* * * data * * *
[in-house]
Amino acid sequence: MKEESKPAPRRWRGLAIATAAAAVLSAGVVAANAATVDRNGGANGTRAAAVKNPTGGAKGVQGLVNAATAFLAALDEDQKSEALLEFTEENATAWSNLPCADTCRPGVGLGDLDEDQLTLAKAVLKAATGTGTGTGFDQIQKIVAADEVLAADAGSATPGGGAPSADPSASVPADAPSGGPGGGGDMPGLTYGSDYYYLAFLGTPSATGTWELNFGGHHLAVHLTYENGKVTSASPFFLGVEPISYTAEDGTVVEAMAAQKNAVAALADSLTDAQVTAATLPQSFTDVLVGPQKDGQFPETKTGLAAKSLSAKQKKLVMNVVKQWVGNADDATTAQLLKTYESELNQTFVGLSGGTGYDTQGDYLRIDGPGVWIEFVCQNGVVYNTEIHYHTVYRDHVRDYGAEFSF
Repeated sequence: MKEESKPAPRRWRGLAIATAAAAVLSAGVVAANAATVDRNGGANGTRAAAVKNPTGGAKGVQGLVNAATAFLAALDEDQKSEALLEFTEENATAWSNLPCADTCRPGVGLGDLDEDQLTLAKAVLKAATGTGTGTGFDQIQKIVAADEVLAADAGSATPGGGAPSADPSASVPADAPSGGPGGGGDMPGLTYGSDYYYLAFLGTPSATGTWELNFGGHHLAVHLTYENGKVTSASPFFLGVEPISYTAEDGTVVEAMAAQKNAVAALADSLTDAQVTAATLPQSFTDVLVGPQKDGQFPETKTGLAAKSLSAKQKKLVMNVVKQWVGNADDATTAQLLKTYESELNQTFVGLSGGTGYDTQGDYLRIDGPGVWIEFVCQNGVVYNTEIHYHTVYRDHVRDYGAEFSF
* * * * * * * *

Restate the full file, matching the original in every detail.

[in-house]
Amino acid sequence: MKEESKPAPRRWRGLAIATAAAAVLSAGVVAANAATVDRNGGANGTRAAAVKNPTGGAKGVQGLVNAATAFLAALDEDQKSEALLEFTEENATAWSNLPCADTCRPGVGLGDLDEDQLTLAKAVLKAATGTGTGTGFDQIQKIVAADEVLAADAGSATPGGGAPSADPSASVPADAPSGGPGGGGDMPGLTYGSDYYYLAFLGTPSATGTWELNFGGHHLAVHLTYENGKVTSASPFFLGVEPISYTAEDGTVVEAMAAQKNAVAALADSLTDAQVTAATLPQSFTDVLVGPQKDGQFPETKTGLAAKSLSAKQKKLVMNVVKQWVGNADDATTAQLLKTYESELNQTFVGLSGGTGYDTQGDYLRIDGPGVWIEFVCQNGVVYNTEIHYHTVYRDHVRDYGAEFSF
Repeated sequence: MKEESKPAPRRWRGLAIATAAAAVLSAGVVAANAATVDRNGGANGTRAAAVKNPTGGAKGVQGLVNAATAFLAALDEDQKSEALLEFTEENATAWSNLPCADTCRPGVGLGDLDEDQLTLAKAVLKAATGTGTGTGFDQIQKIVAADEVLAADAGSATPGGGAPSADPSASVPADAPSGGPGGGGDMPGLTYGSDYYYLAFLGTPSATGTWELNFGGHHLAVHLTYENGKVTSASPFFLGVEPISYTAEDGTVVEAMAAQKNAVAALADSLTDAQVTAATLPQSFTDVLVGPQKDGQFPETKTGLAAKSLSAKQKKLVMNVVKQWVGNADDATTAQLLKTYESELNQTFVGLSGGTGYDTQGDYLRIDGPGVWIEFVCQNGVVYNTEIHYHTVYRDHVRDYGAEFSF